The Aha Moment: How to Know When to Pivot Your Sales Strategy

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Matt Sunshine
Matt Sunshine



As a successful salesperson, you’ve probably spent years perfecting your strategy. But picture this: You’re giving roughly three demos a day, and suddenly there’s no follow-up, no next step, and no sale.


Just about everyone in sales has that moment when they realize their usual steps and tactics are no longer working. The key to a long, fruitful sales career is to constantly change course and re-evaluate your strategy. Doing so will help you continually progress -- and avoid a bad month or quarter.


Pinpointing the aha moment

Things rarely stay the same. As a salesperson, it’s vital to recognize when your usual tactics aren’t getting results and then pivot.

I remember my first aha moment: It was my first sales job, and I was hungry for success. My goal was to make sales -- lots of them -- and put up an impressive number. My strategy was making as many calls as possible. That was the number I tracked and the number my manager looked at.

Suddenly, I realized I was going about it all wrong. While it was a numbers game, I was looking at the wrong numbers. I could bang out a ton of calls to random people and get nowhere -- or I could change how I was playing the game. I realized I needed to start identifying high-quality prospects so my calls were likelier to lead to sales.

I became more selective. I researched each prospect to make sure they met my ideal customer profile, then I determined whether they were ready for a sales approach or needed nurturing.

Being choosier saved me time and improved my win rate. Before ever approaching a potential client, I knew they could afford my solutions. And digging a little before making the call meant I always had access to a decision maker who had the authority to say “yes” to what I was offering.

It’s easy to get stuck in a rut and continue down the same path even when you’re not getting good results. That’s why you need to take stock of your techniques and approach, be honest with yourself about how well you’re doing, and make some changes.

These three steps can help evaluate your strategy:

  1. Write out your sales process
  2. Define larger and smaller goals
  3. Self-assess

1. Map out your sales process.

Break down your sales process into stages. For example, my sales process looks like this:

  • Identify inbound or outbound prospect
  • Meet with prospect
  • Discover prospect’s goals and desired results
  • Advise prospect on how I can help them achieve these goals
  • Close the sale
  • Foster the relationship and help client grow their business
  • Review results every 30 days

After listing your process, go through each step. Evaluate how each stage is working for you. Are you getting the same results today as you were when you started using this tactic? Consider how you can tweak that step to make it more successful.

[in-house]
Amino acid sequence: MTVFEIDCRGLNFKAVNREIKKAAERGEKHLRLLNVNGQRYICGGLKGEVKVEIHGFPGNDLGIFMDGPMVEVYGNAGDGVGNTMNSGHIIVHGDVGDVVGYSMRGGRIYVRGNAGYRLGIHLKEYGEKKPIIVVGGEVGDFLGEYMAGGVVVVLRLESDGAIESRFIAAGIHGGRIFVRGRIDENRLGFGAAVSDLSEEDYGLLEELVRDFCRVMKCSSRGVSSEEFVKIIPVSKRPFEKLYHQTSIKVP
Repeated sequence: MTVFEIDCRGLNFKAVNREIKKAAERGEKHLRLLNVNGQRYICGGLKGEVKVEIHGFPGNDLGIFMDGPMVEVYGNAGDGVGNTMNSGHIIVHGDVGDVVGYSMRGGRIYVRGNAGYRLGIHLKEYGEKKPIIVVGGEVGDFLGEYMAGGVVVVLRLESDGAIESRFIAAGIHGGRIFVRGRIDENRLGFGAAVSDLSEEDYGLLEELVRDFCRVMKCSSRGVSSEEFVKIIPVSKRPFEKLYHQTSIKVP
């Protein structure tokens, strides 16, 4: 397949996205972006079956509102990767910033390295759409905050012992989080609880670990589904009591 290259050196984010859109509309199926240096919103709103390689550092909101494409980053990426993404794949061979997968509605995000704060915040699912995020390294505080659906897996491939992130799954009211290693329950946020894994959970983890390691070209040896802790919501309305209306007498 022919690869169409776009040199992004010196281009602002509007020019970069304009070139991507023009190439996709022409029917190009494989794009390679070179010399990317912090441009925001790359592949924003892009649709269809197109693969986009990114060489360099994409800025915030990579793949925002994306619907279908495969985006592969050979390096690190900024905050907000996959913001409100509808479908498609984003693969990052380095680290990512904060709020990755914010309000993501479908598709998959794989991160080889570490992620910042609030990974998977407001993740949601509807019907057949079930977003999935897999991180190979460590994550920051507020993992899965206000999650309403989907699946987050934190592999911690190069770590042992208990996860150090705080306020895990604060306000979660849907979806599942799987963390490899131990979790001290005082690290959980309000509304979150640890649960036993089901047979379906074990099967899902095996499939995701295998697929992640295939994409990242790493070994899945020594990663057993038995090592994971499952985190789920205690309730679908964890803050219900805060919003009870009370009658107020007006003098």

2. Set clear objectives

Holding yourself accountable is much simpler with clear, measurable performance objectives. But it can be tough -- defining clear goals takes time and effort, and many people fear being too specific may set them up for failure.

However, Harvard Business School professor Teresa Amabile found employees who made small wins toward larger goals were more engaged and successful. Take advantage of this by setting large goals for yourself and then breaking them down into weekly or monthly targets.

For example, if your yearly goal is delivering 200 proposals, figure out how many proposals you’ll need to do per month. At the end of every month, see if you achieved your monthly goal, then evaluate your progress toward your yearly goal. Making incremental wins will give you a stronger sense of progression and satisfaction in your work.

3. Be brutally honest with yourself

Re-evaluating your sales tactics and strategies requires self-awareness and honesty. This is where many of us go off the rails -- making excuses or rationalizing our lack of success in a particular stage.

Set up a system to track your activities and performance for each step of your sales process. This forces you to be honest with yourself about your results and helps you identify weak points. It’s one thing to say, “I feel like business is good, and I have the right amount of activity.” It’s another thing to know.

It takes courage to be honest with yourself about your results and change your strategy to improve. Self-assessment is paramount to career growth. It can provide insight into your sales skills, knowledge, and competencies.

No strategy is foolproof, and no strategy can be effective forever. The moment you realize one of the steps in your usual sales process isn’t working, it’s time to make a change. Constantly evolving your tactics will keep you on top of

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